King Crushes CandySwipe In Ongoing Candy Trademark Saga

candy-swipe-vs-candy-crush-sagaLast month, it came to light that King, the makers behind the wildly popular Candy Crush Saga mobile game, had filed trademark applications on the words “candy” and “saga.” Not only are they trying to trademark common as dirt words, they were trying to enforce their trademarks by going after other games, including the not at all similar The Banner Saga game by Stoic Studio.

At the end of January, King CEO Riccardo Zacconi issued an open letter saying that King wasn’t intent on eliminating any and all competition using their trademarks. Instead, King said that their trademark policy “is to protect our IP and to also respect the IP of others.”

Unfortunately, that isn’t how it’s actually working in real life. King is using loopholes in trademark law as part of a legal battle with CandySwipe, a game that preceded Candy Crush Saga by two years, and outspend developer Albert Ransom out of the mobile app business.

To fully understand what’s happened, you have to go back to 2012 when Candy Crush Saga was released. The banner image above is a comparison of assets of CandySwipe and those of Candy Crush Saga. The colour scheme, the match three through swiping gameplay and even the word “sweet” are very similar. So CandySwipe developer Albert Ransom tried protecting his CandySwipe trademark by challenging Candy Crush Saga’s trademark by claiming “likelihood of confusion.” While we often see trademark challenges on such grounds, the coincidences here are enough that one wouldn’t immediately write this off as trademark trolling.

Things carried on quietly for a while in this trademark dispute until the last few weeks. Even when King released an open letter claiming not to be a bad guy by trademarking “candy” and “saga,” it seems as though they were looking into legal loopholes for their battle with CandySwipe.

First, let’s look at the interesting (and now, ironic) part of that letter.

“At its simplest, our policy is to protect our IP and to also respect the IP of others.

“We believe in a thriving game development community, and believe that good game developers – both small and large – have every right to protect the hard work they do and the games they create.

“Like any responsible company, we take appropriate steps to protect our IP, including our look-and-feel and trademarks. Our goals are simple: to ensure that our employees’ hard work is not simply copied elsewhere, that we avoid player confusion and that the integrity of our brands remains.”

So you would think that King would understand that Runsome Apps, the company headed by CandySwipe dev Albert Ransom, is just doing what they would do? Maybe they talk this one out, settle out of court and just go on their merry way.

Except that King pulled a special trick out of their legal playbook. They bought the trademark to a previously unknown game called Candy Crusher that was released in 2004. While Candy Crusher bears no resemblance to either CandySwipe or Candy Crush Saga, it does have a trademark involving the word “candy” that predates CandySwipe by six years. So King used this to counter challenge CandySwipe’s trademark.

At this point, Ransom had lost his battle. His entire challenge of King’s candy trademarks was based on having a candy trademark before King. Now, King used a legal loophole of buying a trademark that pre-dated Ransom’s and enforcing said trademark to crush CandySwipe. It’s a case of the hunter becoming the hunted. Except the original hunter was just interested in self-defense rather than being the clear dominant apex predator of the mobile gaming jungle.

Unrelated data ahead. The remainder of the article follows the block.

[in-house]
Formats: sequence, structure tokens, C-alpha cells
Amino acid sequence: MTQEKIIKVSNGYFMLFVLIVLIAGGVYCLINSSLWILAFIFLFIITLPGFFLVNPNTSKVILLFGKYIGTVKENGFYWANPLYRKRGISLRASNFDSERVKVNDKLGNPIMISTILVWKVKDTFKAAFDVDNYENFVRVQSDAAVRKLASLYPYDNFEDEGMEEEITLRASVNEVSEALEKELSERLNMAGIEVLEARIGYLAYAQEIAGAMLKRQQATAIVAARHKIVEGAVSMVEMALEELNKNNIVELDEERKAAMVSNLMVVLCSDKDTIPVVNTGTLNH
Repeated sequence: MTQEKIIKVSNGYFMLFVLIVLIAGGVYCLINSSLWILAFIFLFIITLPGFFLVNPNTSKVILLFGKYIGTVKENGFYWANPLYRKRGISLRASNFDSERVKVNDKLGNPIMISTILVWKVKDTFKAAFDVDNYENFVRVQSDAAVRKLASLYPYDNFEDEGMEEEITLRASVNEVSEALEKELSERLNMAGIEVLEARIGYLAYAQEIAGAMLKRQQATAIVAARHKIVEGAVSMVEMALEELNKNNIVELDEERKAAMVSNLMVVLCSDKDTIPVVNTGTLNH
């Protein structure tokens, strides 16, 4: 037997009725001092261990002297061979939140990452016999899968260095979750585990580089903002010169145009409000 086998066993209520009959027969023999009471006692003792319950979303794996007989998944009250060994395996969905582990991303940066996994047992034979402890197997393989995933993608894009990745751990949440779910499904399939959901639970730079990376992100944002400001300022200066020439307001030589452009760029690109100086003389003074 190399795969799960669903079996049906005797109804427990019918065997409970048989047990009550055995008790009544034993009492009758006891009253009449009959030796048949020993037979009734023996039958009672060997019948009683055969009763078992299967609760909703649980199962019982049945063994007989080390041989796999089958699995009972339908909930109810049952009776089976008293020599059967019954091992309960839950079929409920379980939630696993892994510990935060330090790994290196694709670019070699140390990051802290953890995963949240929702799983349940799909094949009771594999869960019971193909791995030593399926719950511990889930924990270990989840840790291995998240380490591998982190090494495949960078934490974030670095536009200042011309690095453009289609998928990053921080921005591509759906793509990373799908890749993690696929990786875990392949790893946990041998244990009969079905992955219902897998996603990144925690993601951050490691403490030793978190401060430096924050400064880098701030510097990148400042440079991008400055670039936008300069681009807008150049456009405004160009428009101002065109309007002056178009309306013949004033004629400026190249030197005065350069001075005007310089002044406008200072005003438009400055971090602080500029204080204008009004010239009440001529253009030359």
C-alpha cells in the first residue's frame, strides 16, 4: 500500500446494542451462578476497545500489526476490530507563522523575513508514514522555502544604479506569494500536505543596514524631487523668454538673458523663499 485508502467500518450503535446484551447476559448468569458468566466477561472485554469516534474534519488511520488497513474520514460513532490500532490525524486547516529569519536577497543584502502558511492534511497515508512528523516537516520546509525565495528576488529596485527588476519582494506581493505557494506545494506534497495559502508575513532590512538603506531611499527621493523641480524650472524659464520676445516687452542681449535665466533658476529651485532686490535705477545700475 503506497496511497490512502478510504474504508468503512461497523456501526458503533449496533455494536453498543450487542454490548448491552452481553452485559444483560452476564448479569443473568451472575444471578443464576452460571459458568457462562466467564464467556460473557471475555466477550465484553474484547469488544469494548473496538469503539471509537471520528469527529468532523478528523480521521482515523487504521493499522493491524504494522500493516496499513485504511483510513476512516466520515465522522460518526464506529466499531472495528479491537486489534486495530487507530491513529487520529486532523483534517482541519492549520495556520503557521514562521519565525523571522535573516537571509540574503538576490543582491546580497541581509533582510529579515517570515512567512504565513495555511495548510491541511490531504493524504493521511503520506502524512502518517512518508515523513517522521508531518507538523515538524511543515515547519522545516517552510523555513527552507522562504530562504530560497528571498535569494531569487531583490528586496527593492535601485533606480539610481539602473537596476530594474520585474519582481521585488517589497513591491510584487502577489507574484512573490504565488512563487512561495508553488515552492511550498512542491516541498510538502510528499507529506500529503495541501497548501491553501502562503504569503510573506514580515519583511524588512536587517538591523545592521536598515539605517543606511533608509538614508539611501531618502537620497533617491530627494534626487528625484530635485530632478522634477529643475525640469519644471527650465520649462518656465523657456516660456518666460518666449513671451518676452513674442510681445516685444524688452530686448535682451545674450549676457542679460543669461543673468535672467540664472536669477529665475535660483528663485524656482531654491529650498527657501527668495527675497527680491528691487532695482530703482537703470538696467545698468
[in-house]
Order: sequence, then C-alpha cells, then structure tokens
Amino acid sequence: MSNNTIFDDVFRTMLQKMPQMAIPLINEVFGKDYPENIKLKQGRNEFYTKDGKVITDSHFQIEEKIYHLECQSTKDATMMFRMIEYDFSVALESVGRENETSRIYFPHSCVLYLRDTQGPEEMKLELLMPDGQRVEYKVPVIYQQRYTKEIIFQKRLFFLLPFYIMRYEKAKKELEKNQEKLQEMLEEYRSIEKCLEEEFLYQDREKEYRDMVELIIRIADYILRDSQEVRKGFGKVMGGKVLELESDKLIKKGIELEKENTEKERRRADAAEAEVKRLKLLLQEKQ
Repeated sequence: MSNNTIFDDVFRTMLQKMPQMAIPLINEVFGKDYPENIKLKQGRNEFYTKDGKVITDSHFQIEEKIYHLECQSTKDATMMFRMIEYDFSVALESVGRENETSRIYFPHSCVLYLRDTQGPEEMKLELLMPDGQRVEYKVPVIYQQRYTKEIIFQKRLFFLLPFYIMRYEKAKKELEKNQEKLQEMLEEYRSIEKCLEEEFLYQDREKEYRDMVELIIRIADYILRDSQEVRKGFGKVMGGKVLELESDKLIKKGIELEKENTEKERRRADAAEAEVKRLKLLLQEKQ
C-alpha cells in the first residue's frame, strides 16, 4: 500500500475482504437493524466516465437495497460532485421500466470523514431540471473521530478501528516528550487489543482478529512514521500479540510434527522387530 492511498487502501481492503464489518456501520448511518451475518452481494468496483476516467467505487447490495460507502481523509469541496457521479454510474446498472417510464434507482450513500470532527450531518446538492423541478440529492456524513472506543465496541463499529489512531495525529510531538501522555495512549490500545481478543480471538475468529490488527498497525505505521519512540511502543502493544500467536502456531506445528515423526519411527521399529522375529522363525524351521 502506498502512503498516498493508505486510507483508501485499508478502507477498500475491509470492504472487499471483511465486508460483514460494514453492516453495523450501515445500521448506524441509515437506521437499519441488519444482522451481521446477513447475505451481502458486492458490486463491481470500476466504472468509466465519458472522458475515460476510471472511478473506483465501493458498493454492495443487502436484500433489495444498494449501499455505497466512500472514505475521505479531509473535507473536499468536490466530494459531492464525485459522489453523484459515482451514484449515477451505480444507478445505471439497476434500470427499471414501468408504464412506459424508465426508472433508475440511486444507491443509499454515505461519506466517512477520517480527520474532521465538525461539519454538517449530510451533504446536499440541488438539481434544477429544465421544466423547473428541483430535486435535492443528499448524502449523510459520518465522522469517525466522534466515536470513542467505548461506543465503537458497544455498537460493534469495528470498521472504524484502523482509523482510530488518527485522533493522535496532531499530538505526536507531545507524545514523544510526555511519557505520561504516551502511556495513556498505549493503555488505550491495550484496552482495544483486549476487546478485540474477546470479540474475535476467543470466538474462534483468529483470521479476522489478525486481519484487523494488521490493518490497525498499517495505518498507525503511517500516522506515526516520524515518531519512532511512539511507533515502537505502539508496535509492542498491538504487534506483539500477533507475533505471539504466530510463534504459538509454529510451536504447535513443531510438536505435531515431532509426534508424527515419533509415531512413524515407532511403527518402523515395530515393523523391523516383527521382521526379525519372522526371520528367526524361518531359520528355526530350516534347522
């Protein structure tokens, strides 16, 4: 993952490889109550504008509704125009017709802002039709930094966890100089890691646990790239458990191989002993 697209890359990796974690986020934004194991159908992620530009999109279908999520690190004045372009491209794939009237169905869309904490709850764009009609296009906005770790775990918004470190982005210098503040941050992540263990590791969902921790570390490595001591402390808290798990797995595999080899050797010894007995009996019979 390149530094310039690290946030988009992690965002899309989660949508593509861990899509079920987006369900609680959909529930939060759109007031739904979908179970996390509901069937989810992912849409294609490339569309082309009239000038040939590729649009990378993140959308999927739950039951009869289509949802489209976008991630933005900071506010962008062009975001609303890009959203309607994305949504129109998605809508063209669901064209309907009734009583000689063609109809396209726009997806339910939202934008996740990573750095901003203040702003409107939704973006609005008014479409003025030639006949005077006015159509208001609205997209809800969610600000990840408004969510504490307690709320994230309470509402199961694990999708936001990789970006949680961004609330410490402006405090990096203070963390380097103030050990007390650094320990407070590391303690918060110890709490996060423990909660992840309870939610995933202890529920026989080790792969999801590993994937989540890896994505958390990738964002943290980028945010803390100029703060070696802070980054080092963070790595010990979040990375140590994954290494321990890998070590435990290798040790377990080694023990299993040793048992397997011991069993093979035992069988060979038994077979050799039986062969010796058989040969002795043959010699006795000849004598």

So while King is legally allowed to protect their trademark, buying an old trademark to protect a new trademark by crushing someone else’s trademark goes against what Zacconi said in that open letter. It goes against the spirit of saying that everyone has a right to defend their intellectual property if you buy a third party’s intellectual property to defend your intellectual property from a seemingly legitimate claim against it.

I’ve mentioned a few times that I think that intellectual property laws are outdated and just don’t adequately reflect the current state of hardware and software technologies. It’s not just a gaming problem but a problem for any technological sector that’s undergone a big growth boom in the last decade or more.

King exploiting the current state of  trademark law to outspend and out maneuver a small company might be legal but it doesn’t seem morally and ethically sound to the layperson either. So GGWP King. You won this battle, but I don’t think you earned it.

Sources: King, CandySwipe, Gamezebo


About Steve Murray

Steve is the founder and editor of The Lowdown Blog and et geekera. On The Lowdown Blog, he often writes about motorsports, hockey, politics and pop culture. Over on et geekera, Steve writes about geek interests and lifestyle. Steve is on Twitter at @TheSteveMurray.

Posted on February 14, 2014, in Games and tagged , , , , . Bookmark the permalink. 3 Comments.

  1. Reblogged this on "DON'T READ BOOKS" and commented:
    Just so y’all know, I’m not giving you free moves in Candy crush anymore. Also, I would hope you’d join me in the boycott.


  1. Pingback: King Files for $500 Million IPO | et geekera

  2. Pingback: King Withdraws Candy Trademark Application but Nothing Really Changes | et geekera

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